Genus: Ceratina Latreille, 1802
Subgenus: Protopithitis Hirashima, 1969
Common name: small carpenter bees
Ceratina (Protopithitis) consists of medium-sized bees that have strongly metallic dark blue-green integument with distinct, coarse punctation. They have a body length of about 8 mm (Michener 2007).
(modified from Hirashima 1969; Eardley and Daly 2007)
May be confused with
Ceratina (Protopithitis) may be confused with some species of the Ceratina (Pithitis) because of the lack of graduli on T2 to T6, the strong punctation on the integument, and the lack of a strong basitibial plate in the female. Ceratina (Protopithitis) can be separated by the shape of the axillae, which are not produced into a spine, the absence of a carina separating basal area of propodeum from posterior surface, and the shape of T7 of the male that is bidentate in C. (Protopithitis) and rounded or pointed in C. (Pithitis).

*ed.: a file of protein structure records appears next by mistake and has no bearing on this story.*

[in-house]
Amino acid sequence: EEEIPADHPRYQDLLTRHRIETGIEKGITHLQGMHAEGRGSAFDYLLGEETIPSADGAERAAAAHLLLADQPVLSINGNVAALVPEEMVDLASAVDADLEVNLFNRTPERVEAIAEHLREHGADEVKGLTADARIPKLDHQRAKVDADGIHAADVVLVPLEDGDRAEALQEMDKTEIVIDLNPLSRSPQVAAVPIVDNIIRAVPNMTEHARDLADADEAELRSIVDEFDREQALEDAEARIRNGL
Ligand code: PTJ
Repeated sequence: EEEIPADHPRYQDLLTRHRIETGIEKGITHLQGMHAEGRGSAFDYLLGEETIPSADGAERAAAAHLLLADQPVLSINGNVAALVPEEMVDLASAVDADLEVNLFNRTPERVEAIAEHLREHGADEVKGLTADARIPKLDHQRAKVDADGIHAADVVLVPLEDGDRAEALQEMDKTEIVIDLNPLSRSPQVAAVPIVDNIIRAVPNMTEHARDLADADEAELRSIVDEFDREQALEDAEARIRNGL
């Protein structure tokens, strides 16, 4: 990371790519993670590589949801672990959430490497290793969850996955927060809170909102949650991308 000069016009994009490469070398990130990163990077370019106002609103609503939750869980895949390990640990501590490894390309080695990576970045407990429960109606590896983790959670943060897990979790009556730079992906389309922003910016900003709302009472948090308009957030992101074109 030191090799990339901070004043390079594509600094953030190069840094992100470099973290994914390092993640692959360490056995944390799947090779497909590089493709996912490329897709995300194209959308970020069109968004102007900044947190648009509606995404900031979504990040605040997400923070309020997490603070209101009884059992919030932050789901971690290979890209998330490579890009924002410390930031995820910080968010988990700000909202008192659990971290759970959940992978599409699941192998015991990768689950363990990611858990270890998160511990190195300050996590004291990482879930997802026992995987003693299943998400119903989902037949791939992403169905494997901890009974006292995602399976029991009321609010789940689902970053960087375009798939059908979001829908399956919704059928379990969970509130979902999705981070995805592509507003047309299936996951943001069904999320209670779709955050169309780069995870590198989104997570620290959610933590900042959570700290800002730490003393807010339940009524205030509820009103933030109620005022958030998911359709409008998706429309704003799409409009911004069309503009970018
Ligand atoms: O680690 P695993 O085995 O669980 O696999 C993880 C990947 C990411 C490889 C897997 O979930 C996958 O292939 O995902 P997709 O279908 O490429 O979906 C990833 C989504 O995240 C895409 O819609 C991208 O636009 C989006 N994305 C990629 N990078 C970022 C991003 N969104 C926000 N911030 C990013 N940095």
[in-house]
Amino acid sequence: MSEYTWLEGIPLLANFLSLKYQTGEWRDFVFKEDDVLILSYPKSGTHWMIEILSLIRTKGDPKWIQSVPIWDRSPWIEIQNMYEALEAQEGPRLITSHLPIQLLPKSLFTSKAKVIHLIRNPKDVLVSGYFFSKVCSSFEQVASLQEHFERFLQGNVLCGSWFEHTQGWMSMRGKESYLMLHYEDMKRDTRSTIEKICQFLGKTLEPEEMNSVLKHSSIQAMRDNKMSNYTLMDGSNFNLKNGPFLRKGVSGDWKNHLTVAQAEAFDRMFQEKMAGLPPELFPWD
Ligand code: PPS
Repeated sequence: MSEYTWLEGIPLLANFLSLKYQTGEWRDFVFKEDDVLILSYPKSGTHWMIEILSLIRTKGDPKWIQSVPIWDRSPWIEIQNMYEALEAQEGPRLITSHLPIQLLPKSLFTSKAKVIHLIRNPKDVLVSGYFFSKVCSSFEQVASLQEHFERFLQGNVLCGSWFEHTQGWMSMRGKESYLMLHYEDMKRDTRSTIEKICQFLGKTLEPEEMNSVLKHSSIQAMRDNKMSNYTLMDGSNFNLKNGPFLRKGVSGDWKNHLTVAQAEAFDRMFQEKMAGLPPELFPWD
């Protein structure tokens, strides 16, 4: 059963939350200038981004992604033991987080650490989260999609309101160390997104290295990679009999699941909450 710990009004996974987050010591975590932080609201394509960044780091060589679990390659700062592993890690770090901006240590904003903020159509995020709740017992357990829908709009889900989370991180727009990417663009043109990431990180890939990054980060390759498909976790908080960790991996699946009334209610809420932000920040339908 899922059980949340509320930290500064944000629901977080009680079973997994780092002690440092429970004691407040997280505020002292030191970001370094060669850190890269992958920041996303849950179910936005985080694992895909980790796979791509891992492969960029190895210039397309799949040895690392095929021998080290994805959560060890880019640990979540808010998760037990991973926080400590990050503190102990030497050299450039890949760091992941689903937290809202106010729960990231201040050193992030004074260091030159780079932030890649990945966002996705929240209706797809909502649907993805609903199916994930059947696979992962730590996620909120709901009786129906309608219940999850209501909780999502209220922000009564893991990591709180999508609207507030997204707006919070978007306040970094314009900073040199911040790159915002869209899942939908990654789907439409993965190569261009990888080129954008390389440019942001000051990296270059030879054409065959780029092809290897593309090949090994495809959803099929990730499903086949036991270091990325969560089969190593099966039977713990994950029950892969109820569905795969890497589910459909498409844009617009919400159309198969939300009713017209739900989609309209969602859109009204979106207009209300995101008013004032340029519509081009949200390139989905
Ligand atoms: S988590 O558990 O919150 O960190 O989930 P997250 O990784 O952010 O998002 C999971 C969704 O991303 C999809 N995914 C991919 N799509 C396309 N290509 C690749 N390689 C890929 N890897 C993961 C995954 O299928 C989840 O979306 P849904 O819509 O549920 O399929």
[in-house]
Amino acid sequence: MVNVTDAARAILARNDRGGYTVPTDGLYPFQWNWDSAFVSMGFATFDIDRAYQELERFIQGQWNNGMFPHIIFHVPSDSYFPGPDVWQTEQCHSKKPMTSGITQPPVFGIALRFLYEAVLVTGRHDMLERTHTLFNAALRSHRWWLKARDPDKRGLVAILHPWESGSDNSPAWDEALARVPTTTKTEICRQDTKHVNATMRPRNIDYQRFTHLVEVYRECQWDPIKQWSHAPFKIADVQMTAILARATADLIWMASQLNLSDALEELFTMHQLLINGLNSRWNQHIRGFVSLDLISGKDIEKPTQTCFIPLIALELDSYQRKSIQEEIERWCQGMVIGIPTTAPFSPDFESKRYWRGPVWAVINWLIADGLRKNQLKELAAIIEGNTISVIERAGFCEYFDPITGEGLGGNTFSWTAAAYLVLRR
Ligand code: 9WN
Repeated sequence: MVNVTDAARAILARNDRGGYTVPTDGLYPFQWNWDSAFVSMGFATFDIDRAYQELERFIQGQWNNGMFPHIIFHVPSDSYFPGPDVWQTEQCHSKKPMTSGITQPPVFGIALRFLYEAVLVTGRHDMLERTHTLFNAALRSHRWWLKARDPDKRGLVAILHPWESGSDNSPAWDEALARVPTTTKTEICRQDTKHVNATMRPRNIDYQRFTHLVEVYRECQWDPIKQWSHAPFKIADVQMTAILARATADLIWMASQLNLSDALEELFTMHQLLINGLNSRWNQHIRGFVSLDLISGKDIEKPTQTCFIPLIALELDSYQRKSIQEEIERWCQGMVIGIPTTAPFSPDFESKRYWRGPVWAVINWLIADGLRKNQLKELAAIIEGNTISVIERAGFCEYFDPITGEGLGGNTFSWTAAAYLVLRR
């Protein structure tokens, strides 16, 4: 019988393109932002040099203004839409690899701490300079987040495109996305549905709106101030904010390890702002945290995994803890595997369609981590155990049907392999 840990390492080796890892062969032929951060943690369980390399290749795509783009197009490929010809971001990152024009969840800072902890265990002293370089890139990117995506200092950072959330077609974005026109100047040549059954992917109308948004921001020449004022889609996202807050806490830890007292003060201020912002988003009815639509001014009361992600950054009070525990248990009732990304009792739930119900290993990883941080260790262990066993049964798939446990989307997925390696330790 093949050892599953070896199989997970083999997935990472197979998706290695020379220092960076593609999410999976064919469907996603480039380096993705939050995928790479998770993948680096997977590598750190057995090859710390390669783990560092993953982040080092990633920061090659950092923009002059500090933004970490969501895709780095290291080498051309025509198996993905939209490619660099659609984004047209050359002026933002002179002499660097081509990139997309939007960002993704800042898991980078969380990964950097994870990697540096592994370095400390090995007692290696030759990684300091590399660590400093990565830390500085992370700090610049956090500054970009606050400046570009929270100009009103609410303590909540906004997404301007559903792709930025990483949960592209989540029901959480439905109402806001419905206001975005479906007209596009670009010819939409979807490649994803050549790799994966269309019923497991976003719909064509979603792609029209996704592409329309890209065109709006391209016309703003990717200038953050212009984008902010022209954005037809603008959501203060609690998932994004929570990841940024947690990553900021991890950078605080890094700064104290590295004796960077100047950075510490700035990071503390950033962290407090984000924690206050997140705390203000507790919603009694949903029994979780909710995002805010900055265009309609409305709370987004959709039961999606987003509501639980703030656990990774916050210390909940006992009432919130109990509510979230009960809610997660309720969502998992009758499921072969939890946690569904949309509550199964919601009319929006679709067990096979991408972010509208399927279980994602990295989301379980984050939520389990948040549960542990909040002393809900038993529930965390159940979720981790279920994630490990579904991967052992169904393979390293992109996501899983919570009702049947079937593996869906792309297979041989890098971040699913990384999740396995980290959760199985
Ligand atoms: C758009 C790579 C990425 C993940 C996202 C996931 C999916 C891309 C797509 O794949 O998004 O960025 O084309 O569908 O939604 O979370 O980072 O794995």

Host associations are unknown.
The nesting behavior of Protopithitis is unknown, but it is likely that they nest inside pithy stems and twigs as in other subgenera of Ceratina.
Ceratina (Protopithitis) includes two species; Ceratina aereola and Ceratina daressalamica (Eardley and Daly 2007; Michener 2007).
There are no known invasives.
Ceratina (Protopithitis) are known from Gabon to Tanzania, and south through coastal South Africa (Hirashima 1969; Eardley and Daly 2007; Michener 2007).
Ceratina aerola female face, photo: Joshua Hengel
Ceratina aerola female lateral habitus, photo: Joshua Hengel
Ceratina aerola female dorsal habitus, photo: Joshua Hengel